Baptists and the American Civil War: November 27, 1864

The burning of Milledgeville's Penitentiary, presumably by residents.

The burning of Milledgeville’s Penitentiary

Today the most prominent Baptist in Georgia is effectively in exile as Milledgeville, the state capital, is firmly under the control of the Union Army.

Governor Joseph Brown, a member of the First Baptist Church of Milledgeville, fled upon the arrival of the Federals on November 23. Traveling southward, he now finds refuge in his family’s farmhouse in Dooly County, site of what is later the town of Cordele. Here the Baptist layman establishes the new, and temporary, state capital while Union forces linger in Milledgeville.

And linger they do. Some 30,000 troops confiscate crops and livestock, burning or otherwise destroying the local arsenal, railroad depot, railroads, bridges and more, while freeing slaves (many, perhaps most, of whom are Baptists). Private residences are left intact, as are churches, albeit with some damages.

The state’s buildings are also left standing. Sherman lodges in the governor’s mansion during the temporary Federal occupation of the city, convening a mock legislative session in the capitol building in which the state’s secession ordinance is repealed. Looking beyond the present, the Union general envisions the usefulness of the capital buildings upon the conclusion of the war.

A news correspondent for the Macon Confederate and Telegraph (also known as the Macon Telegraph) this day writes a vivid account from Milledgeville that, in the days ahead, receives wide distribution throughout the state and beyond.

Editor Confederate and Telegraph:

Sir:–For public information we drop you a line or two from this point that it may be known what the Federal army has done in passing through this place. The first appearance of Sherman’s cavalry in our city was on the 20th; not more than twenty men first making their appearance. They lingered on the outskirts of the town, cut the telegraph wires, and after inquiring if any of Wheeler’s men were here, and being answered in the negative, advanced through the streets with cocked pistols and carbines, seizing horses and exciting no little consternation and alarm.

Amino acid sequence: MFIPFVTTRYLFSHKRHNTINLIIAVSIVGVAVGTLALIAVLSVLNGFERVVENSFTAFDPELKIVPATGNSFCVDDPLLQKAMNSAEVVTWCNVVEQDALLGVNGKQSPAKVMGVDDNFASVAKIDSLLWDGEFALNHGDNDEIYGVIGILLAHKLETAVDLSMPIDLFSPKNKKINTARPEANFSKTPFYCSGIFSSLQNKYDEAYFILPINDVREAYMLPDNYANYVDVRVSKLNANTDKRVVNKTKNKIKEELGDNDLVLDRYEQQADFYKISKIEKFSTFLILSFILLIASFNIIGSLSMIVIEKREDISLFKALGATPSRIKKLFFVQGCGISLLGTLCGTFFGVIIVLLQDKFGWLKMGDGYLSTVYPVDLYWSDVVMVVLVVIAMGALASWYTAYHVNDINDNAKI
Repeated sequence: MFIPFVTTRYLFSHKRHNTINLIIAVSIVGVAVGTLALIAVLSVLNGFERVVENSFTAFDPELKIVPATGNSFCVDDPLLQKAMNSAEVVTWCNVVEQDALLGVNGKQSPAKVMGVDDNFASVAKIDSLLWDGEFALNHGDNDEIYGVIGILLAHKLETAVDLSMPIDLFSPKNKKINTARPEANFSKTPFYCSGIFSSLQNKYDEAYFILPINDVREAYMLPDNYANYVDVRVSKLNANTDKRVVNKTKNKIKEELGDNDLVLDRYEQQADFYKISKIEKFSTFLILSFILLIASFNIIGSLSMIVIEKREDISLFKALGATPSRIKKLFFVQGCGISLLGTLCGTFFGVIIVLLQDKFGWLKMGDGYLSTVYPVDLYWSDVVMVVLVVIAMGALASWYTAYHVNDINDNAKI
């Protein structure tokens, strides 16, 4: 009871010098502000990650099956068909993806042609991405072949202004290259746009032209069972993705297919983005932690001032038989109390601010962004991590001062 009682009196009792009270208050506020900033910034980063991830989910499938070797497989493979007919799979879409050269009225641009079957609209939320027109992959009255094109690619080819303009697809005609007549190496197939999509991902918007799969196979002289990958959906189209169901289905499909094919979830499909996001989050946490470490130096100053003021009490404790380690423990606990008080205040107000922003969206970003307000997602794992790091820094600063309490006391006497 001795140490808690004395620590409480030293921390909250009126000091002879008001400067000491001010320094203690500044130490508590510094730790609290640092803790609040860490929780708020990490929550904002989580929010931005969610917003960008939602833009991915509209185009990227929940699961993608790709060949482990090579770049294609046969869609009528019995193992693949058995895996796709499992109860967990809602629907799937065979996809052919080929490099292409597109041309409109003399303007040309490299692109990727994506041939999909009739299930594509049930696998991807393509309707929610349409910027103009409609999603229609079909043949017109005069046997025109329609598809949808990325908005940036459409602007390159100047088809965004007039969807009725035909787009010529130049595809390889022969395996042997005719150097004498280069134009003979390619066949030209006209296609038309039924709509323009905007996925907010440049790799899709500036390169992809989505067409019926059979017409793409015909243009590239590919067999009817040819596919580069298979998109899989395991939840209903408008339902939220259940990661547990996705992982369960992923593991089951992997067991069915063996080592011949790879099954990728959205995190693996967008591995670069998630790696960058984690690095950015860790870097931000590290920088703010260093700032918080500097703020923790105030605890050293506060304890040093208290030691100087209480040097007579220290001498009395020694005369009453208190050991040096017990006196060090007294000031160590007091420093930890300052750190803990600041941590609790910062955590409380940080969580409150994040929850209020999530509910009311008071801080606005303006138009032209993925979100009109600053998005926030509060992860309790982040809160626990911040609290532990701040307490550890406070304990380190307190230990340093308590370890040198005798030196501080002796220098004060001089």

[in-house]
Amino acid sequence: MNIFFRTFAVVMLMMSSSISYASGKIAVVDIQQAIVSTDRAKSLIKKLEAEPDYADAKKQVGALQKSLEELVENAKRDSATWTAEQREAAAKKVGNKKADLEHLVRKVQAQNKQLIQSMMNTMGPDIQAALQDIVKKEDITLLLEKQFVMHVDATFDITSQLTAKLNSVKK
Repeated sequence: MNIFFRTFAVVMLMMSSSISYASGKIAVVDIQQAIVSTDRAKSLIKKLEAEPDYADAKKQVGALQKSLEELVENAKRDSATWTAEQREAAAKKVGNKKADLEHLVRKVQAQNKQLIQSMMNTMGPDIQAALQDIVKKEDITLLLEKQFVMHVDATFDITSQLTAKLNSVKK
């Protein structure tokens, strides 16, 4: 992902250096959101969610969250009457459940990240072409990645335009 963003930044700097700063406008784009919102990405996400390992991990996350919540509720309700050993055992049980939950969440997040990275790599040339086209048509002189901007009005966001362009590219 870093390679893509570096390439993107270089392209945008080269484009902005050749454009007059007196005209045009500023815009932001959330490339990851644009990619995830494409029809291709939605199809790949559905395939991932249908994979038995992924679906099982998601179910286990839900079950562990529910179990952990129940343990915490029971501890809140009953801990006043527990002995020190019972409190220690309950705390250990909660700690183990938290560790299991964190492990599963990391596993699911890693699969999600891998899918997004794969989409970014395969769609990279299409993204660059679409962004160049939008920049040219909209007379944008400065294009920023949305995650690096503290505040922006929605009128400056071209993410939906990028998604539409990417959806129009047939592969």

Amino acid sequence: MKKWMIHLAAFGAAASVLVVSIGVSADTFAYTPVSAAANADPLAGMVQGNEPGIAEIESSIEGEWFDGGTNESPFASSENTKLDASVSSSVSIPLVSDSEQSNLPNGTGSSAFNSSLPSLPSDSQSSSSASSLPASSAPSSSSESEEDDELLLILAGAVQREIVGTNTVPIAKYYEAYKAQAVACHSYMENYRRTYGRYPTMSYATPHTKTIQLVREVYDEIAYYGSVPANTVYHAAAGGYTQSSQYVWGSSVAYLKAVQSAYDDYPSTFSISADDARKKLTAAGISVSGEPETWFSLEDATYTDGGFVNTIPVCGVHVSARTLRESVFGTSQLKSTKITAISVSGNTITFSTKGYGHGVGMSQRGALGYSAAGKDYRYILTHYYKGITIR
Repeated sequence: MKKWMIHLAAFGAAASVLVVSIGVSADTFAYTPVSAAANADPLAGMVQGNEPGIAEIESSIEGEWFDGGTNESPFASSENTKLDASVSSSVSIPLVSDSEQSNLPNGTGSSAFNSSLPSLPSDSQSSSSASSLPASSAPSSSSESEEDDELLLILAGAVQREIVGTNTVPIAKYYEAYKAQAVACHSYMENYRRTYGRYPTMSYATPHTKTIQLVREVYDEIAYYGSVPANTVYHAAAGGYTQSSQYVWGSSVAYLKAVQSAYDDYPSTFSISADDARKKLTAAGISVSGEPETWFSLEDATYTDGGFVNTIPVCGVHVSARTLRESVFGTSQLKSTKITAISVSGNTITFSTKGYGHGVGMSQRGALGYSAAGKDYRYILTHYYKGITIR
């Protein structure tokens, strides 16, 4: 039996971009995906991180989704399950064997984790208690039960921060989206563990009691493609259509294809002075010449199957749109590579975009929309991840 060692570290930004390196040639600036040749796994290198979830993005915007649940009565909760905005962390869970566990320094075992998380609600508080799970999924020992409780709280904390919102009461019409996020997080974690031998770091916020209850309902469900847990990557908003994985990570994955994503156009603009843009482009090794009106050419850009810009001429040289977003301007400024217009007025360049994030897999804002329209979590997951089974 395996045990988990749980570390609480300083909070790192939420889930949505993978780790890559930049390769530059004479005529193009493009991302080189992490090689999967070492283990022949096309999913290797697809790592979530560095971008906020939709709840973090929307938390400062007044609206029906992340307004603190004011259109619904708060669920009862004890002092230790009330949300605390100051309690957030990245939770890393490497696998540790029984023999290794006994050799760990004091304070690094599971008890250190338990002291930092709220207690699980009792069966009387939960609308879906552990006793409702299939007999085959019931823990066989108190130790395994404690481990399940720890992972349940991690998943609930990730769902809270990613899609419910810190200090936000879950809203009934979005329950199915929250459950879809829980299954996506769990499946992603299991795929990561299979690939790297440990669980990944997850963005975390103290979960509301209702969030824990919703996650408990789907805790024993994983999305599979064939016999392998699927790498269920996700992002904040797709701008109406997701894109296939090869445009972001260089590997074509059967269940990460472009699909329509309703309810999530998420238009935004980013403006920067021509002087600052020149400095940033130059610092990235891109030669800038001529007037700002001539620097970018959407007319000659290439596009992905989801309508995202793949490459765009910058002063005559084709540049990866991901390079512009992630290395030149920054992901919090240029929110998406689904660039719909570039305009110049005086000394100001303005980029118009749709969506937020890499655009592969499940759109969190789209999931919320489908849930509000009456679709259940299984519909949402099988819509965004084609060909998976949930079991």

By Monday afternoon Slocum’s corps began to come in by way of Social Circle, Madison, and Eatonton, and the other division under him by way of Monticello. Sherman’s forces came in by the way of Clinton on Tuesday and Wednesday. The columns visiting Milledgeville composed the 14th [difficult to read] and 20th corps, and it is thought numbered some twenty thousand muskets, with corresponding artillery and several thousand wagons. These wagons were mostly loaded with provisions, the army subsisting on what they found on their way in the country.

They spread desolation broadcast—taking everything in their way in the breadth of about twenty miles. Corn, fodder, meal, flour, horses, mules, hogs, cattle, cheep, poultry, of every description, servants that could be enticed and forced off, and these in great numbers.

The last of the army left on Friday forenoon, destroying in its rear the bridge over the Oconee, at this place, having previously burned the Arsenal with three thousand stand of arms in it, blew up the Magazine, and burnt the Railroad Depot. The Penitentiary was burnt by some of the convicts, said to be the women. The railroad has been destroyed for about two and a half miles from this towards Gordon, and for about four miles from Gordon in this direction. We are informed that the road between this and Eatonton was undisturbed except the bridge across Little rivers, which was burned with the depot at Eatonton. The State House, the Executive Mansion, the Factory and the Asylum are left standing, though all but the latter dismantled. The Churches were entered and materially damaged.